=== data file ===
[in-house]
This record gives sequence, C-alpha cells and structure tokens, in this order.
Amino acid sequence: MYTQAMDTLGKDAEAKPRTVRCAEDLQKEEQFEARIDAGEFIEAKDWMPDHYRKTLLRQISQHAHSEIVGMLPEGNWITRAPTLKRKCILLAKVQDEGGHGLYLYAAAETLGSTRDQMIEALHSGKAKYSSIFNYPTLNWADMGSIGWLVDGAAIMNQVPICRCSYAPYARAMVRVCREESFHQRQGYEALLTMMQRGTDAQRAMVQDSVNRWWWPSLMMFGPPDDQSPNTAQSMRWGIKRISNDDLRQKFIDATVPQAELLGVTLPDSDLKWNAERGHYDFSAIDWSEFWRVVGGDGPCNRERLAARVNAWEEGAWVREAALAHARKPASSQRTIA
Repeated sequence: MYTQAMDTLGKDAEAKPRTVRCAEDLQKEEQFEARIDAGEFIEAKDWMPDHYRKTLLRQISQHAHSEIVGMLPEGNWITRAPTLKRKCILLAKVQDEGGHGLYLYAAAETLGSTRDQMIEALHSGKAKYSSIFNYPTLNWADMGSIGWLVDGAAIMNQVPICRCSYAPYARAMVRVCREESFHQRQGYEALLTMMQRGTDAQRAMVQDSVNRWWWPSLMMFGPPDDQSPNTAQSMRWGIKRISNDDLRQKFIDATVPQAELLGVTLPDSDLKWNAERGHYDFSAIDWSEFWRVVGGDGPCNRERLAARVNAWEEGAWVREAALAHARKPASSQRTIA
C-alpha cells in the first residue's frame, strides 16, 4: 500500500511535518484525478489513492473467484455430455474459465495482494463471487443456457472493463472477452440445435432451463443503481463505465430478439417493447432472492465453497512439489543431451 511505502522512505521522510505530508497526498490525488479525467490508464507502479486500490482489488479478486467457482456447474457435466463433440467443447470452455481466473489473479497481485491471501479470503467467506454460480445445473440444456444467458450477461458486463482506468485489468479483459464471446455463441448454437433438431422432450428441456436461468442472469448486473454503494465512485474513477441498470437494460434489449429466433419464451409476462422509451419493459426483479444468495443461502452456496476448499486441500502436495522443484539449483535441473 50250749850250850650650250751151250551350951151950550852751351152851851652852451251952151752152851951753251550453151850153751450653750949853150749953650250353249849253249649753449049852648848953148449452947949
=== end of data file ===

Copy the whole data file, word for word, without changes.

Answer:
[in-house]
This record gives sequence, C-alpha cells and structure tokens, in this order.
Amino acid sequence: MYTQAMDTLGKDAEAKPRTVRCAEDLQKEEQFEARIDAGEFIEAKDWMPDHYRKTLLRQISQHAHSEIVGMLPEGNWITRAPTLKRKCILLAKVQDEGGHGLYLYAAAETLGSTRDQMIEALHSGKAKYSSIFNYPTLNWADMGSIGWLVDGAAIMNQVPICRCSYAPYARAMVRVCREESFHQRQGYEALLTMMQRGTDAQRAMVQDSVNRWWWPSLMMFGPPDDQSPNTAQSMRWGIKRISNDDLRQKFIDATVPQAELLGVTLPDSDLKWNAERGHYDFSAIDWSEFWRVVGGDGPCNRERLAARVNAWEEGAWVREAALAHARKPASSQRTIA
Repeated sequence: MYTQAMDTLGKDAEAKPRTVRCAEDLQKEEQFEARIDAGEFIEAKDWMPDHYRKTLLRQISQHAHSEIVGMLPEGNWITRAPTLKRKCILLAKVQDEGGHGLYLYAAAETLGSTRDQMIEALHSGKAKYSSIFNYPTLNWADMGSIGWLVDGAAIMNQVPICRCSYAPYARAMVRVCREESFHQRQGYEALLTMMQRGTDAQRAMVQDSVNRWWWPSLMMFGPPDDQSPNTAQSMRWGIKRISNDDLRQKFIDATVPQAELLGVTLPDSDLKWNAERGHYDFSAIDWSEFWRVVGGDGPCNRERLAARVNAWEEGAWVREAALAHARKPASSQRTIA
C-alpha cells in the first residue's frame, strides 16, 4: 500500500511535518484525478489513492473467484455430455474459465495482494463471487443456457472493463472477452440445435432451463443503481463505465430478439417493447432472492465453497512439489543431451 511505502522512505521522510505530508497526498490525488479525467490508464507502479486500490482489488479478486467457482456447474457435466463433440467443447470452455481466473489473479497481485491471501479470503467467506454460480445445473440444456444467458450477461458486463482506468485489468479483459464471446455463441448454437433438431422432450428441456436461468442472469448486473454503494465512485474513477441498470437494460434489449429466433419464451409476462422509451419493459426483479444468495443461502452456496476448499486441500502436495522443484539449483535441473 50250749850250850650650250751151250551350951151950550852751351152851851652852451251952151752152851951753251550453151850153751450653750949853150749953650250353249849253249649753449049852648848953148449452947949